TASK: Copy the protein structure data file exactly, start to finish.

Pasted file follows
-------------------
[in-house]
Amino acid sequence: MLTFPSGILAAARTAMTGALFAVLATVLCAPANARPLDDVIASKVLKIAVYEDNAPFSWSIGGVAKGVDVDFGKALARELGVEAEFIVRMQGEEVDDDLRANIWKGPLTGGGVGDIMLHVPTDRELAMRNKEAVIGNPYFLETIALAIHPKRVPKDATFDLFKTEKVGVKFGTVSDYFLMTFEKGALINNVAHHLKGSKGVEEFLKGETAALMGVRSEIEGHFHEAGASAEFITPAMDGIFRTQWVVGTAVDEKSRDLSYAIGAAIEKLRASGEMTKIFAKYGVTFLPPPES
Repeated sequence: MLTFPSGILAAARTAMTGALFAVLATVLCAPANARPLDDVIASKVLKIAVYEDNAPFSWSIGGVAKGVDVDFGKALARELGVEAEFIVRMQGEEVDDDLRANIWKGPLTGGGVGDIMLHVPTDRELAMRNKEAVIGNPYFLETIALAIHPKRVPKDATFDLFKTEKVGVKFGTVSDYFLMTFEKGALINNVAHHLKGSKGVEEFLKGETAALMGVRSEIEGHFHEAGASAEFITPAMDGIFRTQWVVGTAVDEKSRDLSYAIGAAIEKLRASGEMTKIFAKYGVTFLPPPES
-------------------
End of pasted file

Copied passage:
[in-house]
Amino acid sequence: MLTFPSGILAAARTAMTGALFAVLATVLCAPANARPLDDVIASKVLKIAVYEDNAPFSWSIGGVAKGVDVDFGKALARELGVEAEFIVRMQGEEVDDDLRANIWKGPLTGGGVGDIMLHVPTDRELAMRNKEAVIGNPYFLETIALAIHPKRVPKDATFDLFKTEKVGVKFGTVSDYFLMTFEKGALINNVAHHLKGSKGVEEFLKGETAALMGVRSEIEGHFHEAGASAEFITPAMDGIFRTQWVVGTAVDEKSRDLSYAIGAAIEKLRASGEMTKIFAKYGVTFLPPPES
Repeated sequence: MLTFPSGILAAARTAMTGALFAVLATVLCAPANARPLDDVIASKVLKIAVYEDNAPFSWSIGGVAKGVDVDFGKALARELGVEAEFIVRMQGEEVDDDLRANIWKGPLTGGGVGDIMLHVPTDRELAMRNKEAVIGNPYFLETIALAIHPKRVPKDATFDLFKTEKVGVKFGTVSDYFLMTFEKGALINNVAHHLKGSKGVEEFLKGETAALMGVRSEIEGHFHEAGASAEFITPAMDGIFRTQWVVGTAVDEKSRDLSYAIGAAIEKLRASGEMTKIFAKYGVTFLPPPES